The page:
The Bank of Mum and Dad

America has exported a few key assets to the U.K., such as Elvis and The Motley Fool. Unfortunately, our friends on the other side of the pond have also taken to a few of our less-attractive cultural phenomena: reality TV, for one.

This month the BBC will debut a series ripped from the pages of our own TV Guide. It's got all the key elements: real-life family conflict, lovers' quarrels, tight living quarters, and, of course, money. What makes this show a distinctly British production are the accents (which help class-up the whole concept) and the name: The Bank of Mum and Dad.

Imitation (or improvement, some might say) is the sincerest form of flattery. (Which came first? The Ramones or the Sex Pistols?) The English don't need The Donald or Mark Cuban to put their contestants through the paces for easy cash. No, they've got a much more compelling setup: Dawn and Richard.

These soon-to-be-wed "kidults" have a penchant for cars, clothes, and a cigarette habit that eclipses their monthly grocery budget. (It seems that credit card debt is another Americanism that has caught on overseas.)

Drs. Laura and Phil can't hold a candle to the drill sergeants assigned to whip the couple's finances into shape. That task falls on Jackie and Steve (here comes the clincher)... Dawn's mum and dad. They cut up the couple's credit cards and move into their flat for a week to give them a stern talking-to about fiscal responsibility. The series will follow an additional eight "twirtysomethings" and their parents on their journey toward financial independence.

The show represents a worrisome trend gripping England. The average Briton owes £1,140 ($2,044) to their credit card company, with one-third of 16- to 24-year-olds packing plastic.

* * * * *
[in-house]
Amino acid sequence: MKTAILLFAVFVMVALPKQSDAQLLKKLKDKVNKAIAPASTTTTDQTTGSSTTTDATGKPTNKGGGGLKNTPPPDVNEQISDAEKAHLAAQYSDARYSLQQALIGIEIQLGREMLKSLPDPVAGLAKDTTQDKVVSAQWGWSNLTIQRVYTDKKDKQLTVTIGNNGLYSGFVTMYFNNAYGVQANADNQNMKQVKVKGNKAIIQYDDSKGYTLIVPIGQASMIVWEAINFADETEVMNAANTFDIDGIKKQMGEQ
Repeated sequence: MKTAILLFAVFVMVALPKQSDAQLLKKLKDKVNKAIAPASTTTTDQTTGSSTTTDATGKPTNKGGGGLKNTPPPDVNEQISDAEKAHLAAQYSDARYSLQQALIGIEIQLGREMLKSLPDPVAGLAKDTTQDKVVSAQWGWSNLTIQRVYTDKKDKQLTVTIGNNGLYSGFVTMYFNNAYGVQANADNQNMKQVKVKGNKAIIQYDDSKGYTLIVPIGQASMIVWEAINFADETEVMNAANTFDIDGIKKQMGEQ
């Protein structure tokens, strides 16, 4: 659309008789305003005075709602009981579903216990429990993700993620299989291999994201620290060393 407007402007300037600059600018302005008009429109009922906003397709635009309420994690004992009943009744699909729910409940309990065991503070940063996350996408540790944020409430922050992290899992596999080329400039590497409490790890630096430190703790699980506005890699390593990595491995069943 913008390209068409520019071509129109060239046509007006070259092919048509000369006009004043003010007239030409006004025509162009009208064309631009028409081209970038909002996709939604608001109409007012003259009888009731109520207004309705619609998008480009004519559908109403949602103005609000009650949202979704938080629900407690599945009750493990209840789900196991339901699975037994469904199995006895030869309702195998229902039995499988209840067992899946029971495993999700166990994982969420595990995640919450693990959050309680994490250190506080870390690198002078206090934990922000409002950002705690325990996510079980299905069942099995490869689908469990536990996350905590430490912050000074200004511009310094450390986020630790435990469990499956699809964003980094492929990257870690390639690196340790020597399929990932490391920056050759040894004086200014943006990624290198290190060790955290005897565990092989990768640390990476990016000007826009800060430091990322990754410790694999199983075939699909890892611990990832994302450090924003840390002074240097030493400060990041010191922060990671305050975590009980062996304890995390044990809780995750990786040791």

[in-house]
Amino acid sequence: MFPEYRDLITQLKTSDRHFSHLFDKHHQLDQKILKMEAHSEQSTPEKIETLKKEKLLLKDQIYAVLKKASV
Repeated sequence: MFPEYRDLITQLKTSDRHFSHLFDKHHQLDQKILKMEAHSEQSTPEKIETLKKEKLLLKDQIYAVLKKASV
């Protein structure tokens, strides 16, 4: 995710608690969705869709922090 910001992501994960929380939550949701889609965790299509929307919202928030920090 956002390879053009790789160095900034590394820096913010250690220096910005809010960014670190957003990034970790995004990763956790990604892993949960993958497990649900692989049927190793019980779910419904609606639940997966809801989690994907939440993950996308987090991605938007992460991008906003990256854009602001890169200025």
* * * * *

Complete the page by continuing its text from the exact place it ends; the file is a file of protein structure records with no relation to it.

Amateurs. The average American household owes nearly $8,000 to credit card lenders, according to Cardweb.com, and about 80% of teens in the 18-20 age range have credit cards.

There are a few things parents can do to put their kids on the straight and narrow moneywise while they're still living under your roof:

  • Expose your little lovelies to the realities of family finances -- show them what it costs to put a roof over their heads and junk food in their packed lunches.

  • Regale your teen with stories about your biggest money blunders and how you recovered -- or are still paying the price. I guarantee you'll get your kid's attention.

  • Some parents have their kids sit with them when they pay bills. Others have their child do the paperwork as one of their chores. How you dole out the information depends on your comfort level and your kid's maturity.

  • Take a cue from your 401(k), and offer to match (30 cents, 50 cents, a dollar) every dollar your children save. Let them save for a short-term treat, but offer to match even more money if they invest their money for the long term. Heck, turn it into a competition between your kids. They're always bickering anyway.

  • If your kid is, as the Brits say, a "kidult" still mooching off of Mum and Dad, print out this letter and leave it on the fridge. Speak to them in their language.

Who needs a camera crew and TV audience for uncomfortable confrontations when you've got kids and parents and money lessons to be taught and learned?

Tune in to the Reality TV discussion board. But watch out for spoilers!


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